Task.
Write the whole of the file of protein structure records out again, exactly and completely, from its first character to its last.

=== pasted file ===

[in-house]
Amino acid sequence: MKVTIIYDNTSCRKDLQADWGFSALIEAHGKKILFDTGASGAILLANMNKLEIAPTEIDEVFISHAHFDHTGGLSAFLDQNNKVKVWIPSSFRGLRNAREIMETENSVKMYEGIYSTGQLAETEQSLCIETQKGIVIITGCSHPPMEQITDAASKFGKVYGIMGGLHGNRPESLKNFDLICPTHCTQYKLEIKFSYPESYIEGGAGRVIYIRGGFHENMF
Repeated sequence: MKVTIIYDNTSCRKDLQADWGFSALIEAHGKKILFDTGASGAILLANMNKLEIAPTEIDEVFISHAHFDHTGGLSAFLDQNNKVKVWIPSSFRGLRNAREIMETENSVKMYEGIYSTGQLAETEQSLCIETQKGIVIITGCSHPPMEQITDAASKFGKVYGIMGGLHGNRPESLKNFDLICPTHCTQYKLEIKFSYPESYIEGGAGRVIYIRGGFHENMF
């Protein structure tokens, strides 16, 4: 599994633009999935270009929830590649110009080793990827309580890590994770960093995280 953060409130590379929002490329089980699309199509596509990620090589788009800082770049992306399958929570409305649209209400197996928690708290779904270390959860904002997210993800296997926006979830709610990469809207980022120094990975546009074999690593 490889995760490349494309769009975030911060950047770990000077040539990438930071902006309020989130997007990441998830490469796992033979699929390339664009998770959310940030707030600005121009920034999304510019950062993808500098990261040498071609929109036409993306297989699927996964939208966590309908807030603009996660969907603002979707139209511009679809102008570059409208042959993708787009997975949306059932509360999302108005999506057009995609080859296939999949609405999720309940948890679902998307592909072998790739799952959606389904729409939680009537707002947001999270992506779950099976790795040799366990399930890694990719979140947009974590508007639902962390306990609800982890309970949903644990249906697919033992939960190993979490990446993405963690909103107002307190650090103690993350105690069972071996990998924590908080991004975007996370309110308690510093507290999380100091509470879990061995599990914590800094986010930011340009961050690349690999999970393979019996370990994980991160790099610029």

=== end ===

[in-house]
Amino acid sequence: MKVTIIYDNTSCRKDLQADWGFSALIEAHGKKILFDTGASGAILLANMNKLEIAPTEIDEVFISHAHFDHTGGLSAFLDQNNKVKVWIPSSFRGLRNAREIMETENSVKMYEGIYSTGQLAETEQSLCIETQKGIVIITGCSHPPMEQITDAASKFGKVYGIMGGLHGNRPESLKNFDLICPTHCTQYKLEIKFSYPESYIEGGAGRVIYIRGGFHENMF
Repeated sequence: MKVTIIYDNTSCRKDLQADWGFSALIEAHGKKILFDTGASGAILLANMNKLEIAPTEIDEVFISHAHFDHTGGLSAFLDQNNKVKVWIPSSFRGLRNAREIMETENSVKMYEGIYSTGQLAETEQSLCIETQKGIVIITGCSHPPMEQITDAASKFGKVYGIMGGLHGNRPESLKNFDLICPTHCTQYKLEIKFSYPESYIEGGAGRVIYIRGGFHENMF
């Protein structure tokens, strides 16, 4: 599994633009999935270009929830590649110009080793990827309580890590994770960093995280 953060409130590379929002490329089980699309199509596509990620090589788009800082770049992306399958929570409305649209209400197996928690708290779904270390959860904002997210993800296997926006979830709610990469809207980022120094990975546009074999690593 490889995760490349494309769009975030911060950047770990000077040539990438930071902006309020989130997007990441998830490469796992033979699929390339664009998770959310940030707030600005121009920034999304510019950062993808500098990261040498071609929109036409993306297989699927996964939208966590309908807030603009996660969907603002979707139209511009679809102008570059409208042959993708787009997975949306059932509360999302108005999506057009995609080859296939999949609405999720309940948890679902998307592909072998790739799952959606389904729409939680009537707002947001999270992506779950099976790795040799366990399930890694990719979140947009974590508007639902962390306990609800982890309970949903644990249906697919033992939960190993979490990446993405963690909103107002307190650090103690993350105690069972071996990998924590908080991004975007996370309110308690510093507290999380100091509470879990061995599990914590800094986010930011340009961050690349690999999970393979019996370990994980991160790099610029």